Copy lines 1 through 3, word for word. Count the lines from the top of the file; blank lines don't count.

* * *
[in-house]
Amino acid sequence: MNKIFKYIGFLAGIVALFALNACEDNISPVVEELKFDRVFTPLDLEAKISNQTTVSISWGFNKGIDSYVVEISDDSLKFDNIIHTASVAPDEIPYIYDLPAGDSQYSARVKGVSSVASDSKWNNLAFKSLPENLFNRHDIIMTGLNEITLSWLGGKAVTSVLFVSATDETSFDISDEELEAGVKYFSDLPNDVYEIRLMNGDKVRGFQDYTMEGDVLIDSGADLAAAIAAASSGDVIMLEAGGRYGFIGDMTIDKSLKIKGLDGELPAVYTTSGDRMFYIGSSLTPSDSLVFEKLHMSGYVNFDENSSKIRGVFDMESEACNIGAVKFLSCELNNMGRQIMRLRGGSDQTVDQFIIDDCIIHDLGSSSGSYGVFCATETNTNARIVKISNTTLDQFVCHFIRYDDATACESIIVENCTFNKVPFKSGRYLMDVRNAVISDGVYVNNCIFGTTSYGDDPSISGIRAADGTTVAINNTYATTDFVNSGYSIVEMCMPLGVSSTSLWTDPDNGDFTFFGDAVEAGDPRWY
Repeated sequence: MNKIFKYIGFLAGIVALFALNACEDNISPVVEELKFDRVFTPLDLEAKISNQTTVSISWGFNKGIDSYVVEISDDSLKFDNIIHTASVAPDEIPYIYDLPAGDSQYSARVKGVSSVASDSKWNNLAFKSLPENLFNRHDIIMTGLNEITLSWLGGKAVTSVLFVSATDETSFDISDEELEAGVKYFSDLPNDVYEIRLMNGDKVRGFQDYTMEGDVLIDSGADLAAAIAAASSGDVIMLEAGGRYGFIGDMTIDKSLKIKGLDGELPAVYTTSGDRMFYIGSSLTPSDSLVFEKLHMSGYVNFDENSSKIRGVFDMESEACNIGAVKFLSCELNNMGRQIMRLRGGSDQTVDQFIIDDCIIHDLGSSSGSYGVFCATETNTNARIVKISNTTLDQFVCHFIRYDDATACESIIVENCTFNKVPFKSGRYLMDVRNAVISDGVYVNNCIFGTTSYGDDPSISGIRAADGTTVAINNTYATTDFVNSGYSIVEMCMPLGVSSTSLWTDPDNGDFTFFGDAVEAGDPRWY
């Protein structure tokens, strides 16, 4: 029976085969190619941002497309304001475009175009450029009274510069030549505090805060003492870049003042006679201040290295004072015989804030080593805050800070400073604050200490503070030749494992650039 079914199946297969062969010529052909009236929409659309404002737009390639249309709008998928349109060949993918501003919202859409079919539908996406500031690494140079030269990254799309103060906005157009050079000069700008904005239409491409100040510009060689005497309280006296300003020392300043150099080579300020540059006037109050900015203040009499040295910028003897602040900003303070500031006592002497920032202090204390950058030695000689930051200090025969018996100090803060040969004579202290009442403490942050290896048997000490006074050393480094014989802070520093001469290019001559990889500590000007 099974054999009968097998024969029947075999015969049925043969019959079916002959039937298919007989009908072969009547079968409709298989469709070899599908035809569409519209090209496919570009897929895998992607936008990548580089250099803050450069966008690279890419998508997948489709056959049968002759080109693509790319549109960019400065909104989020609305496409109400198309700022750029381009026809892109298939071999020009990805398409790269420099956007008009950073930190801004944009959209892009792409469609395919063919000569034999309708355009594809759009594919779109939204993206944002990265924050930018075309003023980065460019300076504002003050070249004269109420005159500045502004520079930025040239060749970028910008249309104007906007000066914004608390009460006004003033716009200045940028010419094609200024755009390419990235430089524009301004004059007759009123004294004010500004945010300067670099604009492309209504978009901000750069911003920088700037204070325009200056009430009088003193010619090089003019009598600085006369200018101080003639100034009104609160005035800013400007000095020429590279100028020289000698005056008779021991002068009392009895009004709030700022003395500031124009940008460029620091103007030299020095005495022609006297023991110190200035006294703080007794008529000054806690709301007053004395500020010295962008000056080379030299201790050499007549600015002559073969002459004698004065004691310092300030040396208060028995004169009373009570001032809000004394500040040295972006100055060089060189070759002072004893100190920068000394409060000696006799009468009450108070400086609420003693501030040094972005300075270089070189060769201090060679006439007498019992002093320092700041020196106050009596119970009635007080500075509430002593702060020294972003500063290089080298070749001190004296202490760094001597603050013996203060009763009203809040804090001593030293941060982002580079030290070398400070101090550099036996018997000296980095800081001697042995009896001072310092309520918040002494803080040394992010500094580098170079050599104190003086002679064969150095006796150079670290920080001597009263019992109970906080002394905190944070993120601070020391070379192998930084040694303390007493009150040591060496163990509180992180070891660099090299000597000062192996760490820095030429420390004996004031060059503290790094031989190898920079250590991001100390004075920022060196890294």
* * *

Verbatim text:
[in-house]
Amino acid sequence: MNKIFKYIGFLAGIVALFALNACEDNISPVVEELKFDRVFTPLDLEAKISNQTTVSISWGFNKGIDSYVVEISDDSLKFDNIIHTASVAPDEIPYIYDLPAGDSQYSARVKGVSSVASDSKWNNLAFKSLPENLFNRHDIIMTGLNEITLSWLGGKAVTSVLFVSATDETSFDISDEELEAGVKYFSDLPNDVYEIRLMNGDKVRGFQDYTMEGDVLIDSGADLAAAIAAASSGDVIMLEAGGRYGFIGDMTIDKSLKIKGLDGELPAVYTTSGDRMFYIGSSLTPSDSLVFEKLHMSGYVNFDENSSKIRGVFDMESEACNIGAVKFLSCELNNMGRQIMRLRGGSDQTVDQFIIDDCIIHDLGSSSGSYGVFCATETNTNARIVKISNTTLDQFVCHFIRYDDATACESIIVENCTFNKVPFKSGRYLMDVRNAVISDGVYVNNCIFGTTSYGDDPSISGIRAADGTTVAINNTYATTDFVNSGYSIVEMCMPLGVSSTSLWTDPDNGDFTFFGDAVEAGDPRWY
Repeated sequence: MNKIFKYIGFLAGIVALFALNACEDNISPVVEELKFDRVFTPLDLEAKISNQTTVSISWGFNKGIDSYVVEISDDSLKFDNIIHTASVAPDEIPYIYDLPAGDSQYSARVKGVSSVASDSKWNNLAFKSLPENLFNRHDIIMTGLNEITLSWLGGKAVTSVLFVSATDETSFDISDEELEAGVKYFSDLPNDVYEIRLMNGDKVRGFQDYTMEGDVLIDSGADLAAAIAAASSGDVIMLEAGGRYGFIGDMTIDKSLKIKGLDGELPAVYTTSGDRMFYIGSSLTPSDSLVFEKLHMSGYVNFDENSSKIRGVFDMESEACNIGAVKFLSCELNNMGRQIMRLRGGSDQTVDQFIIDDCIIHDLGSSSGSYGVFCATETNTNARIVKISNTTLDQFVCHFIRYDDATACESIIVENCTFNKVPFKSGRYLMDVRNAVISDGVYVNNCIFGTTSYGDDPSISGIRAADGTTVAINNTYATTDFVNSGYSIVEMCMPLGVSSTSLWTDPDNGDFTFFGDAVEAGDPRWY